People v. Gibson, 137 Ill. App. 3d 330 (1985)

Oct. 3, 1985 · Illinois Appellate Court · No. 82-1753
137 Ill. App. 3d 330

THE PEOPLE OF THE STATE OF ILLINOIS, Plaintiff-Appellee, v. SAMMY GIBSON et al., Defendants-Appellants.

First District (4th Division)

No. 82 — 1753

Opinion filed October 3, 1985.

*331James J. Doherty, Public Defender, of Chicago (James H. Reddy, Assistant Public Defender, of counsel), for appellants.

Richard M. Daley, State’s Attorney, of Chicago (Michael E. Shabat, Mary Ellen Dienes, and John G. Murphy, Assistant State’s Attorneys, of counsel), for the People.


delivered the opinion of the court;

Following a jury trial, defendants Sammy Gibson, James Burdine and Norman Bonds were convicted of armed robbery and home invasion. In addition, defendants Gibson and Bonds were convicted of rape and deviate sexual assault. Burdine was sentenced to 15 years in the Illinois Department of Corrections for armed robbery and 15 years, for home invasion. Gibson and Bonds were each sentenced to 30 years for armed robbery, 30 years for home invasion, 30 years for deviate sexual assault and 30 years for rape. All sentences were to run concurrently.

On appeal, defendants contend (1) that the trial court committed reversible error by denying their motions for severance; (2) that the State failed to prove them guilty beyond a reasonable doubt of armed robbery; (3) that the trial court erred by failing to instruct the jury on the lesser included offense of theft; (4) that the prosecutor’s closing argument deprived them of a fair trial; and, (5) that the trial court erred by failing to take remedial action to cure a prejudicial comment and gesture made by a juror during voir dire.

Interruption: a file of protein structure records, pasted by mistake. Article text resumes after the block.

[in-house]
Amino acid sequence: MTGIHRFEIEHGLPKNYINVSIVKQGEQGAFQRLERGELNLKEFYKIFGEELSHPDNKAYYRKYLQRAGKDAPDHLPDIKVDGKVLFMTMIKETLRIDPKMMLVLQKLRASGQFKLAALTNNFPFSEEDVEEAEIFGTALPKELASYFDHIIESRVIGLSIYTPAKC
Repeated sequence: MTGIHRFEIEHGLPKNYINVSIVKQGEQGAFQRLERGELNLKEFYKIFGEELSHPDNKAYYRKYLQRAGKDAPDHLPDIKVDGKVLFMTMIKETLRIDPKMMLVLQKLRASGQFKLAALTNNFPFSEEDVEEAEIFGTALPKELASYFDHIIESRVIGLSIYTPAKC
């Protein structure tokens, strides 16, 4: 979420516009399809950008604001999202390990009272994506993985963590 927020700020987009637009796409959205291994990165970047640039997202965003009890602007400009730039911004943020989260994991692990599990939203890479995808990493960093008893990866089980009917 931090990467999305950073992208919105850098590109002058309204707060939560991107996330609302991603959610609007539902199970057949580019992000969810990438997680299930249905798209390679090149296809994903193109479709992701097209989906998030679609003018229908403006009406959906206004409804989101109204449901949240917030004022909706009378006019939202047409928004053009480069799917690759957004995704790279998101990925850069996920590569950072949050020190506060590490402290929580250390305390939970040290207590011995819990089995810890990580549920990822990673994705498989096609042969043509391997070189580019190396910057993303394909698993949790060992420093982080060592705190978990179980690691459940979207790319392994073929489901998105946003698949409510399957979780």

*332We affirm.


Testimony at trial disclosed that on July 8, 1981, at about 5 a.m., defendants, armed with guns, entered an apartment located at 2145 South Kedzie in Chicago, where the victim, Elizabeth, and her three children were sleeping. Elizabeth testified that at that time she. heard her door click and observed three individuals enter her apartment. Elizabeth asked the men what they wanted as she reached into a kitchen drawer. One of the intruders, whom she later identified as defendant Gibson, ordered her to take her hand out of the drawer, and struck her near the temple with the gun he was holding. The man she later identified as defendant Bonds also struck her in the head with the gun he was holding.